The US economy all but stalled in Q1. The 0.1% annualized expansion was weaker than any quarter last year. However, it is not a harbinger of things to come. Rather, it is a distortion that is not about to be repeated.
There were two main forces at work. First, as anticipated by many economists, including the Federal Reserve, there was a correction to the unsustainable strength of inventory accumulation and net exports. Inventories and exports together took about 1.4 percentage points off GDP. What seemed to surprise some economist was how abrupt the inventories corrected. Many had anticipated the correction would be stretched out over several quarters.
Second, was weather. This appears to have weighed down residential and non-residential investment and may have cut consumer purchases of goods (consumer purchase of services was the best in more than a decade). Utility demand can be linked to the weather, and an increase in health care services are likely related to the Affordable Care Act.
More robust activity is not only a forecast, but is it also a description of what had been taking place in March and April. This point is driven home by today's ADP job estimate, the strongest since last November, and the Chicago PMI was the strongest since last October. The Bloomberg consensus calls 3.0% GDP in Q2 and Q3 before ticking up to 3.1% in Q4.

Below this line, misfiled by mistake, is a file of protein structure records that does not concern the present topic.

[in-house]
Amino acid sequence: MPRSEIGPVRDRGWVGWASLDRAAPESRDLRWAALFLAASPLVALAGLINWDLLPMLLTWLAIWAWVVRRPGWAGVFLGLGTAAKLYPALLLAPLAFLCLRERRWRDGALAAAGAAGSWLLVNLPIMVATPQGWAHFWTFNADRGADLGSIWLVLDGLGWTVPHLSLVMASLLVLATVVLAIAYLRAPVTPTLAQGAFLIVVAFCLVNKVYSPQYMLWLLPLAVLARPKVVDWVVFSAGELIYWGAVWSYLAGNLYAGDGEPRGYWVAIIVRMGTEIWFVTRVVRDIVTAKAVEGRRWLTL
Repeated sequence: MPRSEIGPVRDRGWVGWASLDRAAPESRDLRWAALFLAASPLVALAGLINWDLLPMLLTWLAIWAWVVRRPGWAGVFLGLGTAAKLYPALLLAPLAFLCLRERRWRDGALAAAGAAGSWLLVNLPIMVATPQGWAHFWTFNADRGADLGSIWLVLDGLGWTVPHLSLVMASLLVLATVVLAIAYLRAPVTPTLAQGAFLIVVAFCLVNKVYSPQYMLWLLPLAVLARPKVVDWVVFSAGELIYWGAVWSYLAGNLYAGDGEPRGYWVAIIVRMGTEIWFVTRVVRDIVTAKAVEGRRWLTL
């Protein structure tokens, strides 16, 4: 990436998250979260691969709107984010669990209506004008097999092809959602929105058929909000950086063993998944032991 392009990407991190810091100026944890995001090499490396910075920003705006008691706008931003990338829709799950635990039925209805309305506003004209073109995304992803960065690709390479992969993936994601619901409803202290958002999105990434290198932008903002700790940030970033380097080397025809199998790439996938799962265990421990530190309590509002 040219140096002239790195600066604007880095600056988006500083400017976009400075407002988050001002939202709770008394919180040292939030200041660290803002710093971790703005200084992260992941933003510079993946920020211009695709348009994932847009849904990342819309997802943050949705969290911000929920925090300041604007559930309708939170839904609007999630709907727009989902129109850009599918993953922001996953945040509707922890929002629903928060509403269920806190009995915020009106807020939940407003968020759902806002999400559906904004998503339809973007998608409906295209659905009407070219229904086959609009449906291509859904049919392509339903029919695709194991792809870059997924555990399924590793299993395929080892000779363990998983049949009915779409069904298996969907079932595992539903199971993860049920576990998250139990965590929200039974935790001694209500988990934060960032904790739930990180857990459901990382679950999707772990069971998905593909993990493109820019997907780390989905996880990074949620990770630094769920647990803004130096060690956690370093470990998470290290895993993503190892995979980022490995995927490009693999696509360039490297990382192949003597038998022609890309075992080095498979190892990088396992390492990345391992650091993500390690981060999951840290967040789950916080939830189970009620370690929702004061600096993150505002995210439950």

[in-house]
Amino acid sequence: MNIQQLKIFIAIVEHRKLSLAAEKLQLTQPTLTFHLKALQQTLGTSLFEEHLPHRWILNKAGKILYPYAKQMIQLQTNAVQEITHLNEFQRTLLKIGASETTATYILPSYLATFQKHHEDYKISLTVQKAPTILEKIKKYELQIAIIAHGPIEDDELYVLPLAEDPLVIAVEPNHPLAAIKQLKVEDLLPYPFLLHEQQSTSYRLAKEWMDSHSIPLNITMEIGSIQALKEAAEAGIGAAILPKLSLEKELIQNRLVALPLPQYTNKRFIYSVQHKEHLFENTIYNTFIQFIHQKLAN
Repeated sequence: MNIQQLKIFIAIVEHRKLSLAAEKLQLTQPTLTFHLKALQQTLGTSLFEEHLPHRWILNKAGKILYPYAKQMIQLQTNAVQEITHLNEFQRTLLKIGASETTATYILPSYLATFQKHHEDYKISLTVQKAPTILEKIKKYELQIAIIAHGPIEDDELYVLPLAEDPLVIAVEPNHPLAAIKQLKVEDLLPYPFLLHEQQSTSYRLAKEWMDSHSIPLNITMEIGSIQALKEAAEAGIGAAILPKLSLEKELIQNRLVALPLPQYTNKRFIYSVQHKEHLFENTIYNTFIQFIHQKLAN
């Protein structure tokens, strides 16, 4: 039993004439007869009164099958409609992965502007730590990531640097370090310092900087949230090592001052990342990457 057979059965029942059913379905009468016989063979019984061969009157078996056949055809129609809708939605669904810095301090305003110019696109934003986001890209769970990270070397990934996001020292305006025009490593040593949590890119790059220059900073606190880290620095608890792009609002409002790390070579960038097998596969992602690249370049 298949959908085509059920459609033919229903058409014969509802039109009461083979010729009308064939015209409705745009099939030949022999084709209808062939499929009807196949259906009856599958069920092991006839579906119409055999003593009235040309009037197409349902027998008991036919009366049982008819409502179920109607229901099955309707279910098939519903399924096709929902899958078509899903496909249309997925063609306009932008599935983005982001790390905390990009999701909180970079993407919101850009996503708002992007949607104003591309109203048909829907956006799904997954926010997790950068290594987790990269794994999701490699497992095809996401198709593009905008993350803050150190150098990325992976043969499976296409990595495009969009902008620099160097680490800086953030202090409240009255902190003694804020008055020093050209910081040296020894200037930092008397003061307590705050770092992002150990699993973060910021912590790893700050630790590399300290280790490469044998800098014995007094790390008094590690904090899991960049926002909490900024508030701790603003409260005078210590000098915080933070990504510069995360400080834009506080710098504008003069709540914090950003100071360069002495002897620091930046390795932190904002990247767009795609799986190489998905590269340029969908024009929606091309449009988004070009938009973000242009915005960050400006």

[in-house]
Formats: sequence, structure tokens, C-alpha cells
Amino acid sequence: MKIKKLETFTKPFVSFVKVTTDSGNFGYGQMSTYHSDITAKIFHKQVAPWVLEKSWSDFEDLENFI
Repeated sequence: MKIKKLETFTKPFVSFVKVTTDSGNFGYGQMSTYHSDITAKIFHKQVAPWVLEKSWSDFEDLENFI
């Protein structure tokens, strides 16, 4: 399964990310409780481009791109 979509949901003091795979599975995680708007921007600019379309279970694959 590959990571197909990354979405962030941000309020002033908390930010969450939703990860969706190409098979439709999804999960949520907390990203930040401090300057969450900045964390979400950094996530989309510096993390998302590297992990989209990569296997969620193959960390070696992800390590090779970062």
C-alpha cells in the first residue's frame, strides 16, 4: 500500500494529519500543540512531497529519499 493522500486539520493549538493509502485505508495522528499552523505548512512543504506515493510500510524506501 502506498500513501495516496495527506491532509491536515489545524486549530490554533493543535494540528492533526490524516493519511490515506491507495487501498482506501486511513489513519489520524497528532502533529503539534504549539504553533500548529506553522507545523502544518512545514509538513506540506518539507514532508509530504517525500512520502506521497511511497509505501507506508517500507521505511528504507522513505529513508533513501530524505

There is some implication from today's data for the Federal Reserve, but no so much today. The last FOMC statement recognized that Q1 growth would be dampened by transitory factors, including the weather. It may underscore that in today's statement and recognize improved activity. However, the unexpected weakness in Q1 GDP will require a cut in the Federal Reserve's whole year forecasts.
The stagnation of the US economy will most certainly not deter the FOMC from continuing its tapering operation and maintaining the course upon which Bernanke had placed it. This in turn may strengthen the sense that it is almost as if the Fed is on automatic pilot. Another quarter of stagnation, or a sharp deterioration in the labor market or inflation, could prompt a reconsideration of the course.
The yen's modest upticks may, in part, reflect the decline in US yields, but remains in well worn ranges. The euro's gains, on the other hand, are more a function of growing recognition that the ECB is unlikely to take strong action at next week's meeting. Indeed, as we have suggested, the risk of deflation may begin subsiding, even if there is not a large or quick increase. Month end pressures should ease, and EONIA is likely to ease in the coming days.
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